Lorica Hamata Armor Fragment

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Roman Lorica Hamata Chain mail fragment armor armour

Date Acquired  2005
Location Discovered Vienna area
Material  Iron
Dimensions 4.0cm long x 3.5cm wide

Ring wire thickness: 2mm

Outer diameter: 10.5mm

Inner diameter: 6.5mm

VERY TINY rivets

Possibly Roman Empire 1st to 6th Century AD

Iron mail or possible lorica hamata fragment.  This fragment however has none of the known characteristics of Roman mail, which doesn't mean it can't be Roman, but rather that there's no reason to believe it is.  The fragment does not appear to have any welded rings.  The one that has a clear rivet hole in it is no different than the others where just the seam is visible, and the tiny size of the rivet makes recognizing them very difficult.  No rivet heads are clear anywhere.  And the fact is that Roman mail isn't alternating riveted/welded rings, it's riveted/solid punched rings.  There are definitely no solid punched rings in the fragment.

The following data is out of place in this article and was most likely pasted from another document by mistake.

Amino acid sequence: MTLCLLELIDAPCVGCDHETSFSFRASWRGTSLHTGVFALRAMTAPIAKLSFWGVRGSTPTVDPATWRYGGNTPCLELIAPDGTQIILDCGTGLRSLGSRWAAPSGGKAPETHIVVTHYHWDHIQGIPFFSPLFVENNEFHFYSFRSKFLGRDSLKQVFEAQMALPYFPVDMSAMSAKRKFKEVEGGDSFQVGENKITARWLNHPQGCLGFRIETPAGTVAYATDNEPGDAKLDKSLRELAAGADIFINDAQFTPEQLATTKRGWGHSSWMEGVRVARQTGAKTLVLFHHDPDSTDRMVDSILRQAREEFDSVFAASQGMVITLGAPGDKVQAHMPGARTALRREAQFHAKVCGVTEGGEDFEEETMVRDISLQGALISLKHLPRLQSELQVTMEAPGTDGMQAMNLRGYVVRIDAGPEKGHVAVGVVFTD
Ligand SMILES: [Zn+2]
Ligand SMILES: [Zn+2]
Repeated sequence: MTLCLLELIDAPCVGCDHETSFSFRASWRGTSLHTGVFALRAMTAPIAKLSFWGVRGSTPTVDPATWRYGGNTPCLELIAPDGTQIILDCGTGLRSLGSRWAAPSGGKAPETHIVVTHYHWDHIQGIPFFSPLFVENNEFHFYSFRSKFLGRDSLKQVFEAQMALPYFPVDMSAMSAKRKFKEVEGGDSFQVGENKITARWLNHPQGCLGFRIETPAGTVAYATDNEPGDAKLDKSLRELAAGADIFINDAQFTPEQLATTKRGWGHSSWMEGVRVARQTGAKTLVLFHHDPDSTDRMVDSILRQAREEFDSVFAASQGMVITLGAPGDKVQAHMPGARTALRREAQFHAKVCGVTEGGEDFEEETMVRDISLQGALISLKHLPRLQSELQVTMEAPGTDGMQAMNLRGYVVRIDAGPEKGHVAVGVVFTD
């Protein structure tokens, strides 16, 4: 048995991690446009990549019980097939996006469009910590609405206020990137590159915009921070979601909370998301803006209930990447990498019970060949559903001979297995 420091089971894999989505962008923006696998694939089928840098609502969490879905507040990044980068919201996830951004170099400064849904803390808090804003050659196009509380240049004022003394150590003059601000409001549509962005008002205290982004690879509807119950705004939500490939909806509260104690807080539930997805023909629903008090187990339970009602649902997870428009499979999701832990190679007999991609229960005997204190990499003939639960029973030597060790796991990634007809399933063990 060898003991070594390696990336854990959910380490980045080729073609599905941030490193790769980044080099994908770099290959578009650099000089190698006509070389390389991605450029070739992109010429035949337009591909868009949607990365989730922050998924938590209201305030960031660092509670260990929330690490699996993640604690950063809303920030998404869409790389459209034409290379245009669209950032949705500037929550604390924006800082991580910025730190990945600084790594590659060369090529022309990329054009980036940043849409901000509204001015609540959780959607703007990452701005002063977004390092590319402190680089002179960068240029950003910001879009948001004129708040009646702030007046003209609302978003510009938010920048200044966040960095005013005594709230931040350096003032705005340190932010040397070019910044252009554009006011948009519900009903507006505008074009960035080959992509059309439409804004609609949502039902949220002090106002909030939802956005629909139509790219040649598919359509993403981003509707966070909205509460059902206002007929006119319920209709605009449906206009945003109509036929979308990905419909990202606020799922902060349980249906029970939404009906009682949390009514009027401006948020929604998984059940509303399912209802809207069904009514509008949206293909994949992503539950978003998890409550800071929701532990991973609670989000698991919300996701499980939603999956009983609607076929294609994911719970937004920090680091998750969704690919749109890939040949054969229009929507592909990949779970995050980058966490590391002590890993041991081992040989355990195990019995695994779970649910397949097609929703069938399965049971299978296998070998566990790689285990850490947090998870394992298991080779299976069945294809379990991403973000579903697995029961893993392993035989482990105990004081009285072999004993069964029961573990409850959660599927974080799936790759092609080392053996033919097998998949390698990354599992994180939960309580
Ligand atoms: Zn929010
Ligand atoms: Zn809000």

Mail was originally of Celtic origin, however adapted by the Romans and improved upon.  Instead of continuous rows of rings each "welded" together, there were alternating rows, one being riveted the other not.  This added greater strength and ease of repair to the whole armor.

As lorica segmentata came into mainstream use mail or lorica hamata began to be phased out.  It was expensive to make and had some distinct disadvantages for protection over the new plate armor.  By the late 3rd Century however Mail made a comeback and again became the mainstay form or armor.  It is unknown why this occurred, but probably had to do with the fact that Lorica Segmentata was too complicated to make by that later more chaotic period. (1)(2)(3)(4)

-painting by John Warry


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(1) References to similar items: FEUGERE, Michel; Weapons of the Romans, page 100 & 101 2002

(2) References to similar items: COWAN, Ross; Roman Legionary 58 BC- 69 AD, page 33 2003

(3) References to similar items: CONNOLLY, Peter; Greece and Rome at War, page 237 1998.

(4) References to similar items: CONNOLLY, Peter; The Cavalryman, page 29 2000.

**Note on background. A Fresco from the ancient Roman City of Pompeii. The interior walls of a wealthy Roman's Estate 79AD. Picture taken July 2005.